Scottish independence: FM’s ‘mission million’ hope

First Minister Alex Salmond. Picture: Hemedia
First Minister Alex Salmond. Picture: Hemedia
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ALEX Salmond will today claim that a “Hampden Roar” of missing voters, who before now have never taken part in elections, will secure him victory next month.

The First Minister will do a tour of the Sunday television studios to claim that more than 230,000 Labour voters already plan to vote Yes.

With the referendum little more than a fortnight away and the deadline for voter registration on Tuesday, Salmond will appear on BBC’s Sunday Politics and Sky’s Murnaghan programme.

Speaking yesterday, the First Minister said: “All across Scotland, more people are starting to recognise the huge opportunities an independent Scotland will bring and that is being matched by a surge in people signing up to vote.

“People have been adding themselves to the electoral roll in record numbers. Many of these people will be voting for the first time in their lives, which shows just how much this referendum campaign has re-energised the democratic process right across Scotland.”

Salmond added: “This referendum is a unique and historic vote and those who never normally take part in elections – Scotland’s missing million – are set to play a decisive part in our nation’s decision on 18 September.”

With Yes still behind in the polls, the two campaigns are expected to go into battle over public services this week. Despite Salmond’s optimism, Better Together strategists were yesterday confident that their vote was holding up with their canvass returns indicating that undecided voters were breaking towards No in the SNP heartlands. Better Together’s campaign director, Blair McDougall, released the results of Better Together’s canvassing of “don’t knows” in several SNP Holyrood and Westminster constituencies.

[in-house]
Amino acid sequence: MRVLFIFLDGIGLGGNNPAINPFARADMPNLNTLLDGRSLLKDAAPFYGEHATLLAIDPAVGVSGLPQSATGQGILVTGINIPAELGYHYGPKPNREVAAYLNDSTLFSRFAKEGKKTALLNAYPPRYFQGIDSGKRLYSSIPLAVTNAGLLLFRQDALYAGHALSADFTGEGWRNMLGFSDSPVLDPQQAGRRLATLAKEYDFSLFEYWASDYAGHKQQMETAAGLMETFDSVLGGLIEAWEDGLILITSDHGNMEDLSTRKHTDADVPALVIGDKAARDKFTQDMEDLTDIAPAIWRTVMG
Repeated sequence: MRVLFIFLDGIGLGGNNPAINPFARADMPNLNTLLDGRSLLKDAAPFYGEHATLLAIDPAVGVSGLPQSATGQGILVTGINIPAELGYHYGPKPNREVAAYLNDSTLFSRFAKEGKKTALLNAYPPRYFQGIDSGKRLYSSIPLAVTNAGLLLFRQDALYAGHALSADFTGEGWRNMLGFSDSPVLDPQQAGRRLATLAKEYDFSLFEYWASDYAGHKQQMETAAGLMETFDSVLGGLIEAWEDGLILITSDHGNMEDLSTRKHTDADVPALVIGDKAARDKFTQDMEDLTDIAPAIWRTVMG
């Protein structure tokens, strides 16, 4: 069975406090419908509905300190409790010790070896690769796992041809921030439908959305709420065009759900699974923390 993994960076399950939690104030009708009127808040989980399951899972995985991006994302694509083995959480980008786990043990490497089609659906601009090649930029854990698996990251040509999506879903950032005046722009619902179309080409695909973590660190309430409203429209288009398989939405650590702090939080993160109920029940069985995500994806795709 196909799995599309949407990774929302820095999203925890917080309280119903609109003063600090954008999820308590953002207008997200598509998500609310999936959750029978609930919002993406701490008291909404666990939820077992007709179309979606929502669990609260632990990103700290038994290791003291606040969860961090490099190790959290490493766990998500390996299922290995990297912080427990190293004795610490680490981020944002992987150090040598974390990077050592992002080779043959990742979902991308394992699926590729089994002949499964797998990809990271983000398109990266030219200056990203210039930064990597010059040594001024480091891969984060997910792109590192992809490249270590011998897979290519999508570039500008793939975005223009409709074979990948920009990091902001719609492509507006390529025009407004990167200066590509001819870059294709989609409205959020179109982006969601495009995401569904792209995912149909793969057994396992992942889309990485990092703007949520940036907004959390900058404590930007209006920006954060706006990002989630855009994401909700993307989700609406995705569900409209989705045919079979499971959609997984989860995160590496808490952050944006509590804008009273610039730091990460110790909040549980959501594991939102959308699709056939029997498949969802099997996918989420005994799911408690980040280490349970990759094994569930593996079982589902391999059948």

Amongst the undecided in Salmond’s Aberdeenshire East seat 57 per cent now said they were coming out for No, compared with 15 per cent Yes. Similar patterns were found in Alex Neil’s Airdrie and Shotts constituency (16 per cent Yes, 52 per cent No); Mike Russell’s Argyll and Bute seat (16 per cent Yes, 52 per cent No); Nicola Sturgeon’s Glasgow Southside (20 per cent Yes, 51 per cent No); and John Swinney’s Perthshire seat (17 per cent Yes, 52 per cent No). Analysis of SNP Westminster constituencies showed a similar trend. In Mike Weir’s Angus seat there were 15 per cent Yes and 5 per cent No.

Salmond’s old seat of Banff and Buchan, now occupied by Eilidh Whiteford saw undecideds fall 13 per cent for Yes compared with 68 per cent for No.

Similarly, Angus Brendan MacNeil’s Western Isles seat was 12 per cent Yes and 62 per cent No. While Angus Robertson’s Moray seat was 13 per cent Yes and 68 per cent No. Dundee East, the seat of Stewart Hosie, was 19 per cent Yes and 46 per cent No. Finally, Pete Wishart’s Perth and North Perthshire seat was 17 per cent Yes and 53 per cent No.

The canvass returns were based on speaking to over 1,000 people, who Better Together have identified as undecided, in each constituency in the last week.

“We are talking about large numbers of voters,” said McDougall. “Knocking on doors where people are likely to be undecided shows that we are well ahead in all the areas where you would expect the Nationalists to be turning out their core vote.”